The Sackler Family: Opioids and Museums

The Sackler Family: Opioids and Museums

The Sackler Family is a major name in both the pharmaceutical and the art world. Or it was until very recently when art museums that used to accept donations from the Sackler Family started to distance themselves from the family’s trust after the news broke out that the family was responsible for “misleading the public” about their pharmaceutical company’s product “Oxycontin.” Certain family members face charges saying that the family was responsible for pushing a dangerous drug to the market despite the risks.

Cutting Ties

It was after the news that broke out that the museums, who were receiving donations from the family’s trust’s charity, started to sever their links with the family, likely to either show solidarity with the victims of the case or to just save the name of their institution. Two of the museums that cut ties with the family were the Met Museum in New York City and the Tate Modern Museums in the UK. Several other museums, such as the Guggenheim Museum in New York and UK’s National Portrait Gallery have also cut ties with the family a few days prior.

Due to the links between the big museums and the Sackler family (they have been very generous in donating money to major museums around the world), there have been lots of protests in both inside and outside of those museums. Activists descended on the museums, especially those with galleries bearing the Sackler name, such as the Arthur M. Sackler Gallery at the Smithsonian and the Arthur M. Sackler Museum in the Harvard Museum.

Demands and Reaction

The activists are ravenous with their demands, as they always do. One such demand was for the museums to scrub the name of Sackler from their institutions, despite Arthur M Sackler’s having nothing to do with the opioid. However, protesters point out that though he didn’t touch the drug, it was his marketing strategies that were later employed by the Purdue Pharmaceuticals. Harvard saw how ridiculous their claims were so, in the end, they denied the activists of what they wanted. The Arthur M. Sackler Museum will keep its name. A spokesperson elaborated the reason for Bloomberg, stating that Dr Sackler passed away before the drug was made and sold.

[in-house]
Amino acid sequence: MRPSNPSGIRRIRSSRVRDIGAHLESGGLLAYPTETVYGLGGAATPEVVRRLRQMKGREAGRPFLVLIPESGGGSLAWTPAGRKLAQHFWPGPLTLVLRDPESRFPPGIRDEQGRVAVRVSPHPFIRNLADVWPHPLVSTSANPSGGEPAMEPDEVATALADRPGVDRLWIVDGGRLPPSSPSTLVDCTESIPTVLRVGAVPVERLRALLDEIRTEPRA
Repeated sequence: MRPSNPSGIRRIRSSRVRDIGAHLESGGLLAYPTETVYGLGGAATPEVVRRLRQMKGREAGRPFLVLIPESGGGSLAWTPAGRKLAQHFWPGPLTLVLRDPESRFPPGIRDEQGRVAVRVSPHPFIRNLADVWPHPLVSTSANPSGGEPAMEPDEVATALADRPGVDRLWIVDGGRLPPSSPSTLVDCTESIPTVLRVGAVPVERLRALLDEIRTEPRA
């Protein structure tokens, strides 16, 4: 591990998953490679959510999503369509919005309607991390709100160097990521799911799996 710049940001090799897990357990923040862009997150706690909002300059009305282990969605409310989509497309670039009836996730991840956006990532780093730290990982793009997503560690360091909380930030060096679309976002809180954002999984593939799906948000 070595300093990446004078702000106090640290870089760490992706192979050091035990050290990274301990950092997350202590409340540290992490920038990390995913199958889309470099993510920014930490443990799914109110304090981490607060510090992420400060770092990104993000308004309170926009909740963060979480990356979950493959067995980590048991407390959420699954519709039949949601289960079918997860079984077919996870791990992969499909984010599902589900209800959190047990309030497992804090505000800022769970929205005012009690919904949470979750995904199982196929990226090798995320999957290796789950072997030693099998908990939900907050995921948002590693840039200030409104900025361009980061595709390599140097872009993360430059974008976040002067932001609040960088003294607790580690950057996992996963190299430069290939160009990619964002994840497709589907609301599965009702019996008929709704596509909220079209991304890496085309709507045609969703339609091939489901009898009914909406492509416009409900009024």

The other museums, however, folded in some degree. The National Portrait Gallery in the UK, for example, had to think about whether or not they should not accept any donations from the Sackler family. But they eventually decided to cancel accepting any donations from them for the time being. The knowledge of the scandal has spread even to the UK where there is no opioid addiction crisis going on.

The Sackler Family’s Reaction

To clarify, the Sackler family is still just accused of something but not convicted. The case is still ongoing and there have been no convictions yet. But by now, the very vocal activists seem to have already decided that the Sackler family are already guilty of the accusations being made against them. The Sackler family did have past cases against them that they pleaded guilty and has settled in fines, but they have denied that any of the accusations against them this time are true. Nonetheless, the activists alleged that the Sacklers sold the drug to get people “addicted for profit.”

Eventually, the Sackler family decided that it would stop giving donations to the museums for now. How will this affect the museums is still unknown. For more than 50 years, the Sackler family has been a big name in the art world for their huge contributions to the museums. But this scandal is now threatening to erase their name from history.

1st Image: The National Portrait Gallery in Central London, via the National Public Radio, Inc.

2nd Image: The protest against the Sackler link at Guggenheim, via The New York Times.

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